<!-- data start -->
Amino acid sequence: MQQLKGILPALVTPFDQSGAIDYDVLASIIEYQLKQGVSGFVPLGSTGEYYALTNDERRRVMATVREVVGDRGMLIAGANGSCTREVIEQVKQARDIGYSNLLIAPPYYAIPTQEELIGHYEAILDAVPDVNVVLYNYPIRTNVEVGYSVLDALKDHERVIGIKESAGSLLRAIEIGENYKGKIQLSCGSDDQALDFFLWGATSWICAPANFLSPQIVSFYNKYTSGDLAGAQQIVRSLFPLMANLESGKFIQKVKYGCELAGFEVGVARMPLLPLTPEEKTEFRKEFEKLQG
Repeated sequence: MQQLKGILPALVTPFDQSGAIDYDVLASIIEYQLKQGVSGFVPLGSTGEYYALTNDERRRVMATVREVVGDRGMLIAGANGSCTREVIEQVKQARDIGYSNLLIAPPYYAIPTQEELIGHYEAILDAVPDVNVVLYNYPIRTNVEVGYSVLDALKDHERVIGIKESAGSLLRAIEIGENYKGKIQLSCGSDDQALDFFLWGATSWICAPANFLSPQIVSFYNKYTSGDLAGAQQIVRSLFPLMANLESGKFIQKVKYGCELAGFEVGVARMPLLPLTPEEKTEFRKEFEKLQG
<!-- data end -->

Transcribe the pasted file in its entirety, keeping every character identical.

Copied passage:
Amino acid sequence: MQQLKGILPALVTPFDQSGAIDYDVLASIIEYQLKQGVSGFVPLGSTGEYYALTNDERRRVMATVREVVGDRGMLIAGANGSCTREVIEQVKQARDIGYSNLLIAPPYYAIPTQEELIGHYEAILDAVPDVNVVLYNYPIRTNVEVGYSVLDALKDHERVIGIKESAGSLLRAIEIGENYKGKIQLSCGSDDQALDFFLWGATSWICAPANFLSPQIVSFYNKYTSGDLAGAQQIVRSLFPLMANLESGKFIQKVKYGCELAGFEVGVARMPLLPLTPEEKTEFRKEFEKLQG
Repeated sequence: MQQLKGILPALVTPFDQSGAIDYDVLASIIEYQLKQGVSGFVPLGSTGEYYALTNDERRRVMATVREVVGDRGMLIAGANGSCTREVIEQVKQARDIGYSNLLIAPPYYAIPTQEELIGHYEAILDAVPDVNVVLYNYPIRTNVEVGYSVLDALKDHERVIGIKESAGSLLRAIEIGENYKGKIQLSCGSDDQALDFFLWGATSWICAPANFLSPQIVSFYNKYTSGDLAGAQQIVRSLFPLMANLESGKFIQKVKYGCELAGFEVGVARMPLLPLTPEEKTEFRKEFEKLQG